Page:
Friday, April 26, 2013

Refuting Shepherd's Chapel - Good & Bad Figs (Jeremiah 24)

In continuing my critique on Shepherd's Chapel teaching, I'll be turning my attention to the Good and Bad Figs. A basic rundown of this teaching of Shepherd's Chapel is that the Good & Bad Figs of Jeremiah chapter 24 is talking about Kenites1 (the bad figs) and true Jews2 (the good figs) returning to the land of Israel (which they say happened in 19483) thus beginning what they call "the generation of the figtree4". Of course this is pure eisegesis and a real exegesis of the text shows that nothing of this sort is taught in Jeremiah chapter 24.

First let's just take a quick read of Jeremiah 24:
Jeremiah 24
The Good Figs and the Bad Figs 
24 After Nebuchadnezzar king of Babylon had taken into exile from Jerusalem Jeconiah the son of Jehoiakim, king of Judah, together with the officials of Judah, the craftsmen, and the metal workers, and had brought them to Babylon, the Lord showed me this vision: behold, two baskets of figs placed before the temple of the Lord. 2 One basket had very good figs, like first-ripe figs, but the other basket had very bad figs, so bad that they could not be eaten. 3 And the Lord said to me, “What do you see, Jeremiah?” I said, “Figs, the good figs very good, and the bad figs very bad, so bad that they cannot be eaten.”
4 Then the word of the Lord came to me: 5 “Thus says the Lord, the God of Israel: Like these good figs, so I will regard as good the exiles from Judah, whom I have sent away from this place to the land of the Chaldeans. 6 I will set my eyes on them for good, and I will bring them back to this land. I will build them up, and not tear them down; I will plant them, and not pluck them up. 7 I will give them a heart to know that I am the Lord, and they shall be my people and I will be their God, for they shall return to me with their whole heart.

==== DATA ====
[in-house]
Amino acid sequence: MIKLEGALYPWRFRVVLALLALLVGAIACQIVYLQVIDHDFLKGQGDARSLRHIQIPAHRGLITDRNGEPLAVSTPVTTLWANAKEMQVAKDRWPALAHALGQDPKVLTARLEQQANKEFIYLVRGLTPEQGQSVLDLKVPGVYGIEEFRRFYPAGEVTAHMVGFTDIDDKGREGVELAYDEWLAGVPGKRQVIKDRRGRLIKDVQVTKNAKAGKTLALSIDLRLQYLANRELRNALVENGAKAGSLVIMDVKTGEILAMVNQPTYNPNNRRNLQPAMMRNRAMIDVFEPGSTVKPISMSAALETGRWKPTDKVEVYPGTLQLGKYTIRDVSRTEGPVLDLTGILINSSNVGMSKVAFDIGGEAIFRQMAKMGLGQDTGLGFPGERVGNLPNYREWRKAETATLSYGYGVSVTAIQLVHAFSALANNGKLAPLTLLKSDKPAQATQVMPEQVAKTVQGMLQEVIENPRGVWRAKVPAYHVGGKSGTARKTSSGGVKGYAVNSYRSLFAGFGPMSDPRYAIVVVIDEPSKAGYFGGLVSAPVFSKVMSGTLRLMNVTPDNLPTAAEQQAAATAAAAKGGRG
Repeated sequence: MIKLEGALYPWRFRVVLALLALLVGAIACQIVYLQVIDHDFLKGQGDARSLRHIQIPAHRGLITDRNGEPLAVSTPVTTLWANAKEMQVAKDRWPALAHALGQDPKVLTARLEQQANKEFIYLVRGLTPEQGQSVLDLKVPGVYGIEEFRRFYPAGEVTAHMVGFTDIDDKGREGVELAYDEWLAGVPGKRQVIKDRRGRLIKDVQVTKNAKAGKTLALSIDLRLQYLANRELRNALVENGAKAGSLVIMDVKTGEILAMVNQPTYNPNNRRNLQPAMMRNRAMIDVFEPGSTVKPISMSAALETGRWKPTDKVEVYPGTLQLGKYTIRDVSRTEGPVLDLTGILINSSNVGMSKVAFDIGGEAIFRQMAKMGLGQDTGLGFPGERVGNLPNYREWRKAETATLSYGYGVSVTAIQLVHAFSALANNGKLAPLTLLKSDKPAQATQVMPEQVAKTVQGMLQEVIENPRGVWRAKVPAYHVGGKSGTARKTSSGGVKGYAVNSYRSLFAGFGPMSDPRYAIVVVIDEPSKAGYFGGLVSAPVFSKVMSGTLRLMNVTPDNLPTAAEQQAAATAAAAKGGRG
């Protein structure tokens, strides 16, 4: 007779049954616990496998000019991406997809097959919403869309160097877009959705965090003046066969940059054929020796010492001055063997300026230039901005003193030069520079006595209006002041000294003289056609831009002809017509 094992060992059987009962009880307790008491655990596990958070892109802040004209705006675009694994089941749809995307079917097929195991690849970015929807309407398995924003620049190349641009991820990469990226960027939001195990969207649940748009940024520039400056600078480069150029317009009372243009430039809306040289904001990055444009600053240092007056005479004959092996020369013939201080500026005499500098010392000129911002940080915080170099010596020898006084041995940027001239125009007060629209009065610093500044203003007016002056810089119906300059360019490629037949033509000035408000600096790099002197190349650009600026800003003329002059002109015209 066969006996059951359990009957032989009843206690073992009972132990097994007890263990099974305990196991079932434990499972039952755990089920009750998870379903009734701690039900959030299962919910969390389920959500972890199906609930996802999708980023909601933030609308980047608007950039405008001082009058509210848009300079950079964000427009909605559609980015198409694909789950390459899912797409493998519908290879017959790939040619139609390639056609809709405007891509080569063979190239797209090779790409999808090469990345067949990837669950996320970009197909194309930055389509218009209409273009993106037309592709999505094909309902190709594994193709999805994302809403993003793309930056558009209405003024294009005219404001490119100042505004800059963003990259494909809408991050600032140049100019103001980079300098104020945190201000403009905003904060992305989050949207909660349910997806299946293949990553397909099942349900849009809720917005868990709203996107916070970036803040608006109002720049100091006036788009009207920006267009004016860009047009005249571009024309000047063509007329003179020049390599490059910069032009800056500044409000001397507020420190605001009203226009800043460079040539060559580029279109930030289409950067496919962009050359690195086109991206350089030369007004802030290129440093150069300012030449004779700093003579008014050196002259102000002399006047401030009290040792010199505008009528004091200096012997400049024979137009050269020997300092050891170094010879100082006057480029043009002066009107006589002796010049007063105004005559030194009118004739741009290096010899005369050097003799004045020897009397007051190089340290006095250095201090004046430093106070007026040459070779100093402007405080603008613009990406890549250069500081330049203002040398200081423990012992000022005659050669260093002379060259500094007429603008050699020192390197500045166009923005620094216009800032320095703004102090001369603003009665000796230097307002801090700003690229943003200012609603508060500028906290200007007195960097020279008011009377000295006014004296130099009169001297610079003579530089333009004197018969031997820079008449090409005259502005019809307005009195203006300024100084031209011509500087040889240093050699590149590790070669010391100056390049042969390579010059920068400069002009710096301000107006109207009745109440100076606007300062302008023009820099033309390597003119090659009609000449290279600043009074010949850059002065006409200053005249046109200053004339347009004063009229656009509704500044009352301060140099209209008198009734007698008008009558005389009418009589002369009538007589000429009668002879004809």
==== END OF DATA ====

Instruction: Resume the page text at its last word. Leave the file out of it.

8 “But thus says the Lord: Like the bad figs that are so bad they cannot be eaten, so will I treat Zedekiah the king of Judah, his officials, the remnant of Jerusalem who remain in this land, and those who dwell in the land of Egypt. 9 I will make them a horror to all the kingdoms of the earth, to be a reproach, a byword, a taunt, and a curse in all the places where I shall drive them. 10 And I will send sword, famine, and pestilence upon them, until they shall be utterly destroyed from the land that I gave to them and their fathers.” (ESV)
A brief overview shows a vision of two baskets of figs. The basket of good figs represents those that were exiled to Babylon. The basket of bad figs represents those that will resist the exile. It also shows that the Lord's purpose of the exile is for judgment and salvation. This prophecy simply shows that it is too late for repentance to change the course of what God has planned for the exile. (compare to Jeremiah 21:9).

Now let's break this down, as they say, verse-by-verse:

Verse 1 - shows us that Nebuchadnezzar had taken the king and useful persons (officials, craftsmen and metal workers) into exile (597 b.c.). Then the Lord showed Jeremiah a vision of two baskets of figs (cp Jer. 1:11-16).

Verses 2 and 3  - Jeremiah describes the condition of these two basket of figs. One basket containing good figs (the exiles, v. 5) and one containing bad figs (those that remain in the land, v.8).

Verses 4 and 5  - The Lord identifies that the good figs are those whom He sent away to exile in the land of the Chaldeans. (cp Jer. 29:10-14).

Verse 6  - The Lord promises to restore the exiles. (cp Jer. 1:10; 12:2; 18:9).

Verse 7 - God promises to sovereignly dispense His grace on them so that they will repent and turn to Him. God will again have a covenantal relationship with His people.